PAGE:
After everyone has their needs met, the meal begins, and as you turn to see your friend’s flabbergasted face, maybe the thing you say is: we do this because we believe Jesus is Lord – and we believe that because of him there’s a whole new way to be human. 

At some point the bread and wine are passed around, people take the bread and dip it in the wine, often saying the phrase, Jesus is Lord.  And in that moment there is a kindred spirit, reminding those who knew him and those who didn’t of Jesus’ presence with them always, the source of this new way to be human, and in the dipping and eating they responded to the invitation to repent, to turn and follow this way of love. 

It is done this way because Jesus had told them to at the Last Supper – and what’s amazing is that nearly all biblical scholars of various backgrounds agree that this is what worship looked like in the New Testament – worship consisted of the love feast (eating and the meeting of basic needs), followed by preaching or conversation and what we call the Eucharist.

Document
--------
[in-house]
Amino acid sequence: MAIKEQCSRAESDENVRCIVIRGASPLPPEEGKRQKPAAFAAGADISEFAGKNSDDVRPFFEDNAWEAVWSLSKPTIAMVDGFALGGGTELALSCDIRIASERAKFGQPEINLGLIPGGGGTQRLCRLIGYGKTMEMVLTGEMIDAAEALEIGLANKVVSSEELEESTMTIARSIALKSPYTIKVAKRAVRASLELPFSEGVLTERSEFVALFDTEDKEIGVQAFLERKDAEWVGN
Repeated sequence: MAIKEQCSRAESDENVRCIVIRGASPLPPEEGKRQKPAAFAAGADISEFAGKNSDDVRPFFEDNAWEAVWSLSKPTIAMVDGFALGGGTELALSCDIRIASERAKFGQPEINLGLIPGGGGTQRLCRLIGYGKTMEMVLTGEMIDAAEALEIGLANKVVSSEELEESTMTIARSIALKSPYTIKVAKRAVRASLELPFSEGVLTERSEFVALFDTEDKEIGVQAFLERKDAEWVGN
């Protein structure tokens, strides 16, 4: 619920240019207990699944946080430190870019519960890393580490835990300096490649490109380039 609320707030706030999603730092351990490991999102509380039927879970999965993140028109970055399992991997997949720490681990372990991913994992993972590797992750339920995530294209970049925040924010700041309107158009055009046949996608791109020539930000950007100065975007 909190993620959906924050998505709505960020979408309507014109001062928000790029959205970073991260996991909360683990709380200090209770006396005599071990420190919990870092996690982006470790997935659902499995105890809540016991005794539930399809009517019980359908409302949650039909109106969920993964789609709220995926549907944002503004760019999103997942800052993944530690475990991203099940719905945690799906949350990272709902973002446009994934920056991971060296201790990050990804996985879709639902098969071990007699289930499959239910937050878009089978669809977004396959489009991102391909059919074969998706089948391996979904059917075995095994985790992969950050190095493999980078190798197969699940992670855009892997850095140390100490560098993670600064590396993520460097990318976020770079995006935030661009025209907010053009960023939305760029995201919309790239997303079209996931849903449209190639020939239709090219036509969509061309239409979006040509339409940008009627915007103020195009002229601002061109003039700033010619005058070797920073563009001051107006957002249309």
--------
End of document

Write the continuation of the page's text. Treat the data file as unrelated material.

Then when you and your friend are walking home later that night, you would ask the question: So, who do you think is making a better world – Caesar or Jesus? Is the world made better through coercive military violence or is the world made better through sacrificial love? 

This was the question the first Christians asked their very Roman world – who’s making a better world?  Caesar or Jesus?  Or to put it another way: who do you believe is Lord?  Caesar or Jesus?